Or the quagmire when not ALLE MENSCHEN BRÜDER WERDEN.
When Friedrich Schiller’s ‘An die Freude’ was published in 1785 and stone deaf Ludwig Von Beethoven, co-directing in 1824 the first performance of his ode to ‘ALLE MENSCHEN WERDEN BRUDER’, both understood that their works would become a source of inspiration, for the better or for the worse. Two master pieces transforming into a ‘Marseillaise to Humanity’. Also popular for the ‘Joy’ theme in the ‘alla turca’ part, a Turkish military music style often used by parading humpah-humpah bands all over the world.
Von Beethoven reflected in ‘Ode to Joy’ his disappointment about Napoleon’s failures in 1812 and 1815 and decades of political intrigues causing chaos, destruction, de-humiliation and wars at the cost of millions of life’s of innocent people.
As was ‘die Gesellschaft’ reflected in a broader biblical context. From Genesis, the murder of Caine, everything what happened thereafter until the last syllable in the Book of Revelations, giving to birth a paradoxical Elysium. For those not being friends, exclusion was their fate.
Meanwhile, Von Beethoven’s ’Ode to Joy’ and Schiller’s ‘An die Freude’ were and are used as universal, outstanding sign-posts, standing for almost everthing, by all sort people, driven by all sort of beliefs and objectives.
Used In commercial advertising to promote anything from Alcohol to sweetened Zwiebacks.
For Nazi propaganda. By Communists during the Cultural Revolution. Becoming the Rhodesian anthem in 1974 under the supra-white racist regime of Ian Smith.
As the anthem for the politically enforced, mixed Olympic teams of East- and West Germany during the 1950s and ’60s.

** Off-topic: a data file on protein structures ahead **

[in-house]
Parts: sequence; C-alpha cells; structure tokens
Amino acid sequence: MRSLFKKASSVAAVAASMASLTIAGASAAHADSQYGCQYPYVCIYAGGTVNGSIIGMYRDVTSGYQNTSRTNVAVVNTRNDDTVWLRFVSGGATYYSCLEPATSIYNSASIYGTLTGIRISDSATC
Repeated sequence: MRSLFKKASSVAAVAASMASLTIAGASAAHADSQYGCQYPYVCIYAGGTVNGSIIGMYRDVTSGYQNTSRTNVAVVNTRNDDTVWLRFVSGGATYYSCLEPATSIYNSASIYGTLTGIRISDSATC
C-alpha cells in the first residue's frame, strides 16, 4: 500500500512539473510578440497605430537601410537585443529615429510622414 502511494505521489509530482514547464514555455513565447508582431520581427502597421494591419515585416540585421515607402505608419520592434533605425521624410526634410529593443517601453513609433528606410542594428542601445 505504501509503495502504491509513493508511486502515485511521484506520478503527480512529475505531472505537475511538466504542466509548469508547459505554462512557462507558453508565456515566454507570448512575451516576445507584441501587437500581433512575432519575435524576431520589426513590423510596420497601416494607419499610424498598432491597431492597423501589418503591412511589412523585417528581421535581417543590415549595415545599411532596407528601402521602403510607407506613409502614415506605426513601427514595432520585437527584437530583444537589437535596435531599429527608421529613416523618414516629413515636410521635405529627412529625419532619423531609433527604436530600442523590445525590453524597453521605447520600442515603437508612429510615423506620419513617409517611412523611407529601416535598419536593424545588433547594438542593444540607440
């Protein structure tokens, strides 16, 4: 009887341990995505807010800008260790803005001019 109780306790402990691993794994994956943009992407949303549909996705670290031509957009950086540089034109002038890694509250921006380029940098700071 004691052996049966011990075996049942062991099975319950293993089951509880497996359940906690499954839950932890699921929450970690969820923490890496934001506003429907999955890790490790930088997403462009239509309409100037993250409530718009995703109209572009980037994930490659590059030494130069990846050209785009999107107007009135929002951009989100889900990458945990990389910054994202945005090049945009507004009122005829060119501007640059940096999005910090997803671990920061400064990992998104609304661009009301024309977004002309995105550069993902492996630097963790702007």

Used by the Vidéla regime during the probably rigged 1978 FIFA World Championship in Argentine.
As the anthem for the CIS-soccer teams after the downfall of the CSSR at the 1992 UEFA Championship.
As the anthem, causing a little uproar, for the European golf team after defeating the American team in the Ryder Golf Cup Games in 2010.
Becoming the official European Anthem in 1985 after the first time proposed in 1955, based on a recomposed ‘Ode of Joy’ -an easier way to play on half note 80, whereas Beethoven had written a quarter note 120- as a symbol for peace, freedom and solidarity in Europe (?)United. Played during the signing of the ambitious Treaty of Lisbon in 2007, although not included in this treaty.
All those events occurred under the eyes and to the ears of electoral masses, where the effective pay-off for playing saints is not only determined by apparently selective window-shopping by the MSM and politicians. Shop owners have their own rules. This was the case in China during the Olympic Games and in Bahrein during the Formula-1 Races.
Hopefully not in the Ukraine during the European Soccer Championship, but may it be timely effective in Belarussia during the World Champion Ice-hockey Games in 2013, in Sotschky during the Olympic Winter Games, in Dakar in 2018.
Or selective shopping in the EU were recently a Human Rights issue concerning Israel was effectively blocked by one Minister of Foreign Affairs, with an otherwise unanimous vote of the other EU-member states.
Does this then politicize sports organizations?
The answer is ‘No’, although corruption should be adressed by the international sports organisations. It’s ‘No’, it is the other way around. It opens closed society’s for free politic’s, free pressdom, freedom of speech in countries where this is suppressed.
For those, not being among the friends, hence excluded, whether allowed to read or not, some consolation might to be found imaging Nelson Mandela, riffling through the couplets in Oscar Wilde’s ‘Ballad of Reading Goal’, while stealthily wiping away some tears.
Because ultimately, the games must always go on.
‘It is sweet to dance to violins I never saw a man who looked
When Love and Life are fair with such a wistful eye
To dance to flutes, to dance to lutes Upon that little tent of blue
Is delicate and rare: We prisoners call the sky
But it is not sweet with nimble feet And at every careless cloud that passed
To dance upon the air! In happy freedom by’